This success was only mitigated when international “donors” arrived in the country and started advocating condom use rather than responsible sexual behaviour. The EU plays a particularly bad role in this: until this day, the European Commission’s DG for Development Co-operation refuses to acknowledge the importance of promoting behavioural change. While the Commission’s Communication on “a coherent European policy framework for external action to confront HIV/AIDS, malaria and tuberculosis” contains only the mention that “condom use, and harm reduction programmes including needle-exchange for injecting drug users, have to be promoted as methods of HIV/AIDS prevention”, the possibility of advocating abstinence from drug use and promiscuous sexual behaviour is not even contemplated! Although the Commission appears fully aware that these behaviours are the main causes for the spreading of the HIV/AIDS epidemic, it fails to address them. But the ignorance and ideological blindness are even worse in other EU institutions: when Pope Benedict XVI. on a visit to Africa stated that condoms were not the answer to the continent’s fight against HIV/AIDS and could make the problem worse, this statement, while it raised absolutely no negative reactions in Africa, prompted some radical politicians in the European Parliament to submit a motion for a resolution in which his declaration was to be “energetically condemned”. The motion was (rather narrowly) defeated, but it evidenced that for many European politicians sexual promiscuity and sodomy are acquired “rights” that must not be called in question even at the price of millions of deaths caused by AIDS.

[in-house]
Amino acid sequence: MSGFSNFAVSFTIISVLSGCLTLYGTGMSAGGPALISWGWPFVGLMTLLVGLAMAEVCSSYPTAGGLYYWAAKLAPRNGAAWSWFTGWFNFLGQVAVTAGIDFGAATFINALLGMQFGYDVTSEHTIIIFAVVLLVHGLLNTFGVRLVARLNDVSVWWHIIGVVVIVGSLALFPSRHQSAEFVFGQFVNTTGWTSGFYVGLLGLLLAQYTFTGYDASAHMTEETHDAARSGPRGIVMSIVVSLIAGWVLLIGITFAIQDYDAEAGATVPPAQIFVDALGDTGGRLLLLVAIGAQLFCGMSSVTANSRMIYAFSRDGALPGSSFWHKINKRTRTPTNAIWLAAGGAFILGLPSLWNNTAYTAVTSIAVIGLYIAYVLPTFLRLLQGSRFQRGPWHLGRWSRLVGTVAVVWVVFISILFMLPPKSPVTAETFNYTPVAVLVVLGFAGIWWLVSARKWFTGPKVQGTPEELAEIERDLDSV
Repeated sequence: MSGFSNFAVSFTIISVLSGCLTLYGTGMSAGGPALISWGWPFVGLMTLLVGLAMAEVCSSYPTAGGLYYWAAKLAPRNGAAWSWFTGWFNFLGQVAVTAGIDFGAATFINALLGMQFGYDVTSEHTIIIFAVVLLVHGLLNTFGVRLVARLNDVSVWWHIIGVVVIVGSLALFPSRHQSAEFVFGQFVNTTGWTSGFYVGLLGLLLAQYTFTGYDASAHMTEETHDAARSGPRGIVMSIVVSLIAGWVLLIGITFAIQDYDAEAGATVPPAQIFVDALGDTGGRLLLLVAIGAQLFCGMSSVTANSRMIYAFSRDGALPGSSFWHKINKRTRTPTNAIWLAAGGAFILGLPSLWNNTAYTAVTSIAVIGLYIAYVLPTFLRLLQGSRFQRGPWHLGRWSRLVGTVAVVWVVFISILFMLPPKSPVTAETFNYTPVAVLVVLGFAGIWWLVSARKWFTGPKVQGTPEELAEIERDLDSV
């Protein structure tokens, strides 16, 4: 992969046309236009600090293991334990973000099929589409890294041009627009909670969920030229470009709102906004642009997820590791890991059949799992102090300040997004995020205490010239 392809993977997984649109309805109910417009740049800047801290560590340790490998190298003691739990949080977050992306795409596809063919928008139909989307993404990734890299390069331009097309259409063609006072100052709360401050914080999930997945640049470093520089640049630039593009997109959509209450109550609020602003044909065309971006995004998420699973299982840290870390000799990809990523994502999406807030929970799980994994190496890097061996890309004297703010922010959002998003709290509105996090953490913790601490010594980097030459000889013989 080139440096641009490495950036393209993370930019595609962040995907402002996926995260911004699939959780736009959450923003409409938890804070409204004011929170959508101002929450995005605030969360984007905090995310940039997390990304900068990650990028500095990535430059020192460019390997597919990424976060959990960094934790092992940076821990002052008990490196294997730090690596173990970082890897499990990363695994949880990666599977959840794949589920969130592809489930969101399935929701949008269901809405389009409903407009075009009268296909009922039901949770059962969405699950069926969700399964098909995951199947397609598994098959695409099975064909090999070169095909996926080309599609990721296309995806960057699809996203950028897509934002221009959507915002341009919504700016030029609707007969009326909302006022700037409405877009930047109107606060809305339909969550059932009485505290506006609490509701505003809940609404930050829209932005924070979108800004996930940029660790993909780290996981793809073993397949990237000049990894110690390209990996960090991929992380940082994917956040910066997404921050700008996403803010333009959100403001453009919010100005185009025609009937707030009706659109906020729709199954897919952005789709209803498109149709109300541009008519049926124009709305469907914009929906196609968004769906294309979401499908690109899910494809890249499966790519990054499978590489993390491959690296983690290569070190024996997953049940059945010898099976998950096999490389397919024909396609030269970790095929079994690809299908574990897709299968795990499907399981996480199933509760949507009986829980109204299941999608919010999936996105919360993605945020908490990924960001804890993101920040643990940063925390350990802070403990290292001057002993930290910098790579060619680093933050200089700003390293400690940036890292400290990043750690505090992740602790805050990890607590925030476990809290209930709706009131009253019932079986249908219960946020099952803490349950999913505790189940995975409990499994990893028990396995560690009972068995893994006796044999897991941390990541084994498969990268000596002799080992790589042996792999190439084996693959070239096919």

HIV/AIDS and the “Gay Agenda”
The Commission’s ignorance of the importance of behavioural change in AIDS prevention, and the European Parliament’s aggressive reaction to Pope Benedict’s perfectly sensible statement on condom use, can hardly be explained by anything else than ideological blindness. To understand this attitude and put it into a broader context, one must consider the importance of HIV/AIDS as one of the drivers of the “Gay Agenda” to which the EU’s institutions are so strongly attached.
Paradoxical though it may seem, the AIDS epidemic was instrumental, and keeps being instrumentalized, by the gay lobby’s strategy to define homosexuals as a class of “victims” to which the rest of society owes respect and special consideration. As Marshall Kirk and Hunter Madsen, the master-minds of gay propaganda in the United States, wrote in 1989:
“As cynical as it may seem, AIDS gives us a chance, however brief, to establish ourselves as a victimized minority legitimately deserving of … special protection and care. How can we maximize the sympathy… how can we position ourselves to take full advantage of the brief moment of reconciliation and good feeling toward gays that might follow?”